The Consumers Association of Singapore (CASE) tested a basket of 50 toys sold in Singapore, and more than half were found to be unsafe. Naomi and I are not surprised.
But what I’d like to know is, what kind of crap toy is this?
The pictorial list of toys is here, and I kinda agree with the toy gun / cuff set being unsafe. A friend of mine handcuffed himself to the fence when he was five years old, and was only released by his laughing parents when they got home several hours later.
A few days later, he shot himself in both nostrils with the dart gun. Actually, he was the sort of kid who’d manage to injure himself even if you put him in a straitjacket in a padded room.
Now that Kai is beginning to learn and mimic, we are starting to be more mindful of the songs we sing to him. Especially children’s songs.
On our banned wagon now is the French ditty Alouette, which we thought was about a skylark.
It is about a skylark, and the cruel thing (plucking its feathers) the singer does to it.
The song gets really awful at the end, when the singer goes:
And your neck
And your back
And your wings
And your feet
And your tail
Alouette, gentille Alouette
Alouette, je te plumerai
Skylark, I shall pluck you
The other song we’re considering either banning or changing the lyrics of is the Chinese children’s song called “Ke Ren Lai Kan Ba Ba” (There’s a visitor to see Daddy), in which the child sings:
A visitor came,
To see Daddy.
Daddy was not home.
I invited the visitor in and asked him to sit
And gave him a cup of tea
I know, right? WTF? You’d smack your kid if he did that. He could’ve let in Jehovah’s Witnesses, debt collectors, travelling salesmen, NEA inspectors even if he didn’t let in criminals or something!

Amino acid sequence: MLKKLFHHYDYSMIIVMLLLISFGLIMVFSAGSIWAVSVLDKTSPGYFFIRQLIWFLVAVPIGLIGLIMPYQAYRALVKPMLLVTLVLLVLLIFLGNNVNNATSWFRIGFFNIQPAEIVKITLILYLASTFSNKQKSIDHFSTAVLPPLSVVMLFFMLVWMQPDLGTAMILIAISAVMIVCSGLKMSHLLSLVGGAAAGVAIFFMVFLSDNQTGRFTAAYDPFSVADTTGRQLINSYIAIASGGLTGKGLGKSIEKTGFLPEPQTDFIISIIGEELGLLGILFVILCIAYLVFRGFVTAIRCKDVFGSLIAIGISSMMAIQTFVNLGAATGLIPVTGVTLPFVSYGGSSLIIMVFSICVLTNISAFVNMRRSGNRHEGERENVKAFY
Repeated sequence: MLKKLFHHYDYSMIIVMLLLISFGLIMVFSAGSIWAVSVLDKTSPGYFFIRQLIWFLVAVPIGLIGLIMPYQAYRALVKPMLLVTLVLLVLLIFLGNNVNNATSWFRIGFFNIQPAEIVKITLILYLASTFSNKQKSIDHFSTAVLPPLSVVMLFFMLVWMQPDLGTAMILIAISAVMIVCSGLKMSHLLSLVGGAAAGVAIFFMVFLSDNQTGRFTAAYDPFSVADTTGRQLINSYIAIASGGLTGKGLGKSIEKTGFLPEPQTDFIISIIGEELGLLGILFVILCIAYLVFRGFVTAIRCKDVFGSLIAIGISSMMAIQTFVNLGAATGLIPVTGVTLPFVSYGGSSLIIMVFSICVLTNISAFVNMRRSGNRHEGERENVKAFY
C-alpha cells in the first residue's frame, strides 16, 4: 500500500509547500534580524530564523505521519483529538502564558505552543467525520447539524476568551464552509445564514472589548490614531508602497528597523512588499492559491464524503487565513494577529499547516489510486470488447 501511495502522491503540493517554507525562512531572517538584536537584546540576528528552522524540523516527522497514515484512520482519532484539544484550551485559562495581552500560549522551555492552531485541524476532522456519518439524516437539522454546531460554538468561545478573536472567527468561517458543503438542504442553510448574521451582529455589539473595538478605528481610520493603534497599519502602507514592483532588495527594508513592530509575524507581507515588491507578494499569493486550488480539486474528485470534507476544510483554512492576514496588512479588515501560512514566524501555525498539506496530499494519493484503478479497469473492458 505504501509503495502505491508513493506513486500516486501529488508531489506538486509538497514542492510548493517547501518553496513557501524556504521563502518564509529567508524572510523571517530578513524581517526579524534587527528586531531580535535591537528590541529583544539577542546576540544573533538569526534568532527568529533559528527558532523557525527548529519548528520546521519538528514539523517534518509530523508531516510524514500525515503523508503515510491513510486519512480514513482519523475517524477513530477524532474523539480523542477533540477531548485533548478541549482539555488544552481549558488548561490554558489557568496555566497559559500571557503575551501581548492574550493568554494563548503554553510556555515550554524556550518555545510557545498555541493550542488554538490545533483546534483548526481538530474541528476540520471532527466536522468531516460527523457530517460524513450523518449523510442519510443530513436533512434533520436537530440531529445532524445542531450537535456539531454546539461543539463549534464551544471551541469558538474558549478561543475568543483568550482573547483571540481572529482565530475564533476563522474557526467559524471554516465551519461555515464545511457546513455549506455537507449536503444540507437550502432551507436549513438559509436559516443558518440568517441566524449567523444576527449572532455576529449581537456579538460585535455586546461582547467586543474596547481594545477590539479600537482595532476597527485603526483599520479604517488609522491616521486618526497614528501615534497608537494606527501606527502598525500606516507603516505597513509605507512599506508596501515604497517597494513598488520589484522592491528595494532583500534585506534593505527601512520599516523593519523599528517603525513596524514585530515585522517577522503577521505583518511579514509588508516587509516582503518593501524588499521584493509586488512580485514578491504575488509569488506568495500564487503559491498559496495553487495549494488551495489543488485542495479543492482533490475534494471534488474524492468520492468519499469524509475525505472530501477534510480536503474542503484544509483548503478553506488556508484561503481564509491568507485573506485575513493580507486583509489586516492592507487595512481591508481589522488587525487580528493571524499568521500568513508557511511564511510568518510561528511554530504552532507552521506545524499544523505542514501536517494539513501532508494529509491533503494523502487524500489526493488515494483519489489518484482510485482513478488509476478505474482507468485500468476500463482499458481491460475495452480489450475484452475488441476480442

So we’re changing the lyrics to something (I’ll get Naomi’s mum to translate it back to Chinese) like:
When a visitor comes
And says he’s looking for Daddy
And Daddy’s not home
I’ll tell him Daddy said get lost
See this cup of tea?
It’s hot and will scald your face
If you don’t step away right now.
OK, these aren’t squeaky, but we dislike them too
There is one thing that should be banned for the sake of your kid and the general public – shoes that squeak.
They are by far the most irritating things parents can buy for their children. So far, none of our friends who’ve kids have made their children wear squeaky shoes, so we haven’t been able to ask why the heck anyone would want their kids to squeak with every step they take.
I can only imagine some parents possibly saying that it’d help them know roughly where their kids were running, and how fast they’re running.
A squeak… squeak… squeak… squeak might tell them that their kid was marching along at a normal pace, while a squeak… squeak… squeak… would either mean their kid was walking slowly or trying to hop on one foot (provided both left and right shoe squeaked the same squeak).
A squeak squeak squeak squeak squeak thonk might indicate their kid running into something, with no subsequent squeaks after the thonk indicating that their kid was off his or her feet and badly hurt.
I dunno. Some people have wind chimes to tell them the wind’s blowing, I suppose.